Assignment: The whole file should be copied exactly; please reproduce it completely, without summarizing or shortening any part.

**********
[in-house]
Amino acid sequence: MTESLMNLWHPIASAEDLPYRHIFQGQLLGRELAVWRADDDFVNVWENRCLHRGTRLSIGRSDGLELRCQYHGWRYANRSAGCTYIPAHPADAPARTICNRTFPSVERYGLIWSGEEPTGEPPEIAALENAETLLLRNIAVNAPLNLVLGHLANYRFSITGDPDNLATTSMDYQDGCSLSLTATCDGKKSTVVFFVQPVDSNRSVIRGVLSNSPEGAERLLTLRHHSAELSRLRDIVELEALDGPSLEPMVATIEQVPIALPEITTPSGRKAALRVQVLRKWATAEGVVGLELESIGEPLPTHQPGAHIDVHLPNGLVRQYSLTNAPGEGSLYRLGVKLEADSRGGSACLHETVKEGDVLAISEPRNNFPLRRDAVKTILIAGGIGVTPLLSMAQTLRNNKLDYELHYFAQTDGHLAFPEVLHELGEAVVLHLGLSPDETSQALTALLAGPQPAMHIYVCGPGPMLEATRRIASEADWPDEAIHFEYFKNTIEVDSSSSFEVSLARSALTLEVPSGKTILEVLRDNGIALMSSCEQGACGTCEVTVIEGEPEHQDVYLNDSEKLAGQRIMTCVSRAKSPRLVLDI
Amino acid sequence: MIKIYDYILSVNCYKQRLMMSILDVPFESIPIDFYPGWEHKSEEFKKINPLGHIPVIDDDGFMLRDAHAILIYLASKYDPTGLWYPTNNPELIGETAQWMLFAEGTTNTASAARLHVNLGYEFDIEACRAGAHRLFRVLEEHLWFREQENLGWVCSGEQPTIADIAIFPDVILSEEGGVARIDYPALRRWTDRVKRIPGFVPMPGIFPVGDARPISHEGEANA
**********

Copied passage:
[in-house]
Amino acid sequence: MTESLMNLWHPIASAEDLPYRHIFQGQLLGRELAVWRADDDFVNVWENRCLHRGTRLSIGRSDGLELRCQYHGWRYANRSAGCTYIPAHPADAPARTICNRTFPSVERYGLIWSGEEPTGEPPEIAALENAETLLLRNIAVNAPLNLVLGHLANYRFSITGDPDNLATTSMDYQDGCSLSLTATCDGKKSTVVFFVQPVDSNRSVIRGVLSNSPEGAERLLTLRHHSAELSRLRDIVELEALDGPSLEPMVATIEQVPIALPEITTPSGRKAALRVQVLRKWATAEGVVGLELESIGEPLPTHQPGAHIDVHLPNGLVRQYSLTNAPGEGSLYRLGVKLEADSRGGSACLHETVKEGDVLAISEPRNNFPLRRDAVKTILIAGGIGVTPLLSMAQTLRNNKLDYELHYFAQTDGHLAFPEVLHELGEAVVLHLGLSPDETSQALTALLAGPQPAMHIYVCGPGPMLEATRRIASEADWPDEAIHFEYFKNTIEVDSSSSFEVSLARSALTLEVPSGKTILEVLRDNGIALMSSCEQGACGTCEVTVIEGEPEHQDVYLNDSEKLAGQRIMTCVSRAKSPRLVLDI
Amino acid sequence: MIKIYDYILSVNCYKQRLMMSILDVPFESIPIDFYPGWEHKSEEFKKINPLGHIPVIDDDGFMLRDAHAILIYLASKYDPTGLWYPTNNPELIGETAQWMLFAEGTTNTASAARLHVNLGYEFDIEACRAGAHRLFRVLEEHLWFREQENLGWVCSGEQPTIADIAIFPDVILSEEGGVARIDYPALRRWTDRVKRIPGFVPMPGIFPVGDARPISHEGEANA